Why the cloud is not a silver bullet for faultless IT
It’s true that cloud technology offers enormous benefits to businesses. It gives cheaper, faster, and better results with less internal infrastructure and reduced workload for everyone especially your IT team. But these benefits won’t be felt immediately and certainly not by everyone. Like any technology, cloud computing may also fail. How is this possible?
Understand that cloud technology won’t work if the business or people implementing it lack understanding of the key areas that are crucial to its success such as pricing, scalability, contracts, resources, and so on. Needless to say, moving your IT to the cloud without clear-cut goals and a solid strategy will do more harm than good to your IT.
Cloud computing casualties
Research conducted by Enterprise Management Associates Inc. (EMA), commissioned by cloud infrastructure providers iland and VMware Inc., showed the staggering “project failure rates” of IaaS implementation experiences around the world with major vendors such as Amazon, Microsoft, VMware, and Rackspace. Based on the said report:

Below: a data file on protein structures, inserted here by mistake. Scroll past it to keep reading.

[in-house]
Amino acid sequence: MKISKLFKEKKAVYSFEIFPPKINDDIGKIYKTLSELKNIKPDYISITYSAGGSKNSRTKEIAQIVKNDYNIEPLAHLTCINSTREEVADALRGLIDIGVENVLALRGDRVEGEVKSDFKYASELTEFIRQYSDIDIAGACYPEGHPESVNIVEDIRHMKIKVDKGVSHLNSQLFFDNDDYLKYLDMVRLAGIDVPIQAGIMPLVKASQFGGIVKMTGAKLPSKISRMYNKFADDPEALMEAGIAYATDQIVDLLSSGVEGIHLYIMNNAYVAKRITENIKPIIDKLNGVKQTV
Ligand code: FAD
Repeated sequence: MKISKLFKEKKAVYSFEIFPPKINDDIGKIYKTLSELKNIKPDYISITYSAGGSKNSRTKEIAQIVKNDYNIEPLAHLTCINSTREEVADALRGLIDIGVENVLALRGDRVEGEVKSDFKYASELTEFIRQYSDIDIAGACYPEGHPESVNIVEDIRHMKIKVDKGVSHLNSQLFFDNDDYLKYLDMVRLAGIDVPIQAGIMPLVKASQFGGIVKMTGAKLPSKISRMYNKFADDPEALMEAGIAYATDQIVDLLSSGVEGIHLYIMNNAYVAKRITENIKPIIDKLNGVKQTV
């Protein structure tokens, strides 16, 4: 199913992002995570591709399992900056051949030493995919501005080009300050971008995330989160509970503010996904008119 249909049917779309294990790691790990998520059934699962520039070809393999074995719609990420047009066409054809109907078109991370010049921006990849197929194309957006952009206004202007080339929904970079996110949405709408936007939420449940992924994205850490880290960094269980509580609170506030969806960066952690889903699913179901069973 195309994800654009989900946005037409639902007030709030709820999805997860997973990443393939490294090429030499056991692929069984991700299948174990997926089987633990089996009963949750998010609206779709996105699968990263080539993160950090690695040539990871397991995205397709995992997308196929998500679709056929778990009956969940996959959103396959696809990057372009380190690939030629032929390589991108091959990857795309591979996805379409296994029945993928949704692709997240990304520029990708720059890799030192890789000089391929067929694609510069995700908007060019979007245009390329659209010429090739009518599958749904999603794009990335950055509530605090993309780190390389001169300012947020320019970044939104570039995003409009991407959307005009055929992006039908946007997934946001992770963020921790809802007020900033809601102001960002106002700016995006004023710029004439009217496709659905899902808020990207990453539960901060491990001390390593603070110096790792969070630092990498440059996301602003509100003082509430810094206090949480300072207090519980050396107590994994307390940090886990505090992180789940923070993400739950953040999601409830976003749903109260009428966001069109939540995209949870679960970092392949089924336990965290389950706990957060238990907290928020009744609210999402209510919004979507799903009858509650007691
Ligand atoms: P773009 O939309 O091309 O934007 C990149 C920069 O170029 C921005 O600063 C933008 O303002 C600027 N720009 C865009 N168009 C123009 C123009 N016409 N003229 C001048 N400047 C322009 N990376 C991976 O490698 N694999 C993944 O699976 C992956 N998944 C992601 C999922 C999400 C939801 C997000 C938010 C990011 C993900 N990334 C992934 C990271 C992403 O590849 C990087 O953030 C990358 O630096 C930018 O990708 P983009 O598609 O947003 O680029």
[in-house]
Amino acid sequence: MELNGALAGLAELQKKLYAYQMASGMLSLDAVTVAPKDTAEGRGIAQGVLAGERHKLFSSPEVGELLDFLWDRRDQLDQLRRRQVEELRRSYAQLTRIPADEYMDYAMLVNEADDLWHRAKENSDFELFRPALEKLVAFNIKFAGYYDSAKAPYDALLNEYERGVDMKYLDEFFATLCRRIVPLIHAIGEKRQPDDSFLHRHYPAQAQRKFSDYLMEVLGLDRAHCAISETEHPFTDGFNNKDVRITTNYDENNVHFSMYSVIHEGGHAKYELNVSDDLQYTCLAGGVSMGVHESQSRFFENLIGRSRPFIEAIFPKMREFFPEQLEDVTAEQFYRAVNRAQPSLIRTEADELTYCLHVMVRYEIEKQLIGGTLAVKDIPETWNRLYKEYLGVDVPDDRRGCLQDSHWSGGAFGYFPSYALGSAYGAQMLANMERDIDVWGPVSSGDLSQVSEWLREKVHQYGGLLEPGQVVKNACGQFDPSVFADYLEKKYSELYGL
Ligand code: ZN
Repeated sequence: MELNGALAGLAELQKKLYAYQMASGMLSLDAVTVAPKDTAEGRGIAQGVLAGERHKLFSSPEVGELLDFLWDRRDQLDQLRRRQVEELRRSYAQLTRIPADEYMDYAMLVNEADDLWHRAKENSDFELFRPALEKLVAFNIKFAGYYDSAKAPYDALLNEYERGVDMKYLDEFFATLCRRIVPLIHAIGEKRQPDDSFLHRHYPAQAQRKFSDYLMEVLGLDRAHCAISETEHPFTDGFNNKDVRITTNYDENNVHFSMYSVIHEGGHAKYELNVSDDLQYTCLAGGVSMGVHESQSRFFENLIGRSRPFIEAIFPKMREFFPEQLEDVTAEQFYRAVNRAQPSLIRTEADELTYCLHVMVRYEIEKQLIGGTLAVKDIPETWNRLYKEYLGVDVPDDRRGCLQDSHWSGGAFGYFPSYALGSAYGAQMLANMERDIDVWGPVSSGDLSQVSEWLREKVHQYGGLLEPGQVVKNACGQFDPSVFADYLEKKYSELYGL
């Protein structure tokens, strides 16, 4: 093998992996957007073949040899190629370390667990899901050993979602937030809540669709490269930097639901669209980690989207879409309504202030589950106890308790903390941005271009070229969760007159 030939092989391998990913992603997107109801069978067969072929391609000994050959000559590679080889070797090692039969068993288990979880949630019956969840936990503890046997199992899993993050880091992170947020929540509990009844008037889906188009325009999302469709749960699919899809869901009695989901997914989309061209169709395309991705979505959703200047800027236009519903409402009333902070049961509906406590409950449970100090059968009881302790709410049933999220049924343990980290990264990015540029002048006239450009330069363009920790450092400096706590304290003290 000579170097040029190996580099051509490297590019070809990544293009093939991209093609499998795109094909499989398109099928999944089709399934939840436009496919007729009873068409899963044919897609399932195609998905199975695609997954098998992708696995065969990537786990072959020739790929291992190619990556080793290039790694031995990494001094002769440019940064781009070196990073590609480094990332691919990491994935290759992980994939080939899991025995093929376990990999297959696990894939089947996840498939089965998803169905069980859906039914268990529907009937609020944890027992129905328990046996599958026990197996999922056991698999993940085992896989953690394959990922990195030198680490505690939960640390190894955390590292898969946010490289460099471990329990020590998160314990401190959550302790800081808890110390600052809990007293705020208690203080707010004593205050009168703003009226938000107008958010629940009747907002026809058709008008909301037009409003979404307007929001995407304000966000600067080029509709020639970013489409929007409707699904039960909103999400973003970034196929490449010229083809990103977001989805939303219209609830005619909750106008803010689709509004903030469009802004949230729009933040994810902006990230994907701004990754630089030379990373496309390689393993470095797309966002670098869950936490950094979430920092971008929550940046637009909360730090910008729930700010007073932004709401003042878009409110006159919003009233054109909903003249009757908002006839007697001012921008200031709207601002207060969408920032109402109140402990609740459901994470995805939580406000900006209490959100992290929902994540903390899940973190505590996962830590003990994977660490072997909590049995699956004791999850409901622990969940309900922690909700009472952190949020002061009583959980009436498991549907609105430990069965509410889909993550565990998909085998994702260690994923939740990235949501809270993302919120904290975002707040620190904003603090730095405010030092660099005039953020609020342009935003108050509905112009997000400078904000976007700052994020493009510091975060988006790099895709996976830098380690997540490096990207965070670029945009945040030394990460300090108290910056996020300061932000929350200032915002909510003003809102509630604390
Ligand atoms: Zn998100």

- 63% of AWS projects fail
- 57% of Rackspace projects fail
- 44% of Microsoft Azure projects fail
- 33% of VMware projects fail
This begs the question: are the platforms at fault? Not entirely. In fact, the study specified key areas where most businesses tend to fail. This includes:
- Expensive, difficult to understand contracts: 38% of customers
- Unexpected downtime: 35% of customers
- Confusing pricing: 33% of customers
- Steep resource management learning curve: 33% of customers
- Difficult scalability: 33% of customers
This doesn’t have to happen to your business. Failure can be averted if you are aware of the challenges associated with cloud implementation. This way you can prepare your business as early as the project inception stage.
Here are some steps you can do to avoid cloud implementation failure: